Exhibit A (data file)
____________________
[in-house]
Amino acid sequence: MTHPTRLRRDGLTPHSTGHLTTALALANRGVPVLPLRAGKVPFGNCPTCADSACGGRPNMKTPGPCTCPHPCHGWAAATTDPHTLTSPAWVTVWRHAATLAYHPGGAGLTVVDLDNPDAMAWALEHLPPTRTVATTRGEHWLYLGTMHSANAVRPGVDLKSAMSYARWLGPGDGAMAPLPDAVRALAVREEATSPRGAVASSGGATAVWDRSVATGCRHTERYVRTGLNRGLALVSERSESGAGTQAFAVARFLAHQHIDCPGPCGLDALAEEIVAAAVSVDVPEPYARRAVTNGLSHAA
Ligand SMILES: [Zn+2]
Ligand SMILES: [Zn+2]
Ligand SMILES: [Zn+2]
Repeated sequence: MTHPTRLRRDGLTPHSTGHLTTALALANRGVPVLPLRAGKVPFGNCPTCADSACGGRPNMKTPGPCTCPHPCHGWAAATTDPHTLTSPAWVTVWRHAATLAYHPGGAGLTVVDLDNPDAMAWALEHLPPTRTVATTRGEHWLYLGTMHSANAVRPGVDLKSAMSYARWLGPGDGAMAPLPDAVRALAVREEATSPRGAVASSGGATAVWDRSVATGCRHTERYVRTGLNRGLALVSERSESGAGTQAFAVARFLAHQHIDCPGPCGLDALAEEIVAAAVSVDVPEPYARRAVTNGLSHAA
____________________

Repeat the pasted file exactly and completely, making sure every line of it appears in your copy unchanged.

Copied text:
[in-house]
Amino acid sequence: MTHPTRLRRDGLTPHSTGHLTTALALANRGVPVLPLRAGKVPFGNCPTCADSACGGRPNMKTPGPCTCPHPCHGWAAATTDPHTLTSPAWVTVWRHAATLAYHPGGAGLTVVDLDNPDAMAWALEHLPPTRTVATTRGEHWLYLGTMHSANAVRPGVDLKSAMSYARWLGPGDGAMAPLPDAVRALAVREEATSPRGAVASSGGATAVWDRSVATGCRHTERYVRTGLNRGLALVSERSESGAGTQAFAVARFLAHQHIDCPGPCGLDALAEEIVAAAVSVDVPEPYARRAVTNGLSHAA
Ligand SMILES: [Zn+2]
Ligand SMILES: [Zn+2]
Ligand SMILES: [Zn+2]
Repeated sequence: MTHPTRLRRDGLTPHSTGHLTTALALANRGVPVLPLRAGKVPFGNCPTCADSACGGRPNMKTPGPCTCPHPCHGWAAATTDPHTLTSPAWVTVWRHAATLAYHPGGAGLTVVDLDNPDAMAWALEHLPPTRTVATTRGEHWLYLGTMHSANAVRPGVDLKSAMSYARWLGPGDGAMAPLPDAVRALAVREEATSPRGAVASSGGATAVWDRSVATGCRHTERYVRTGLNRGLALVSERSESGAGTQAFAVARFLAHQHIDCPGPCGLDALAEEIVAAAVSVDVPEPYARRAVTNGLSHAA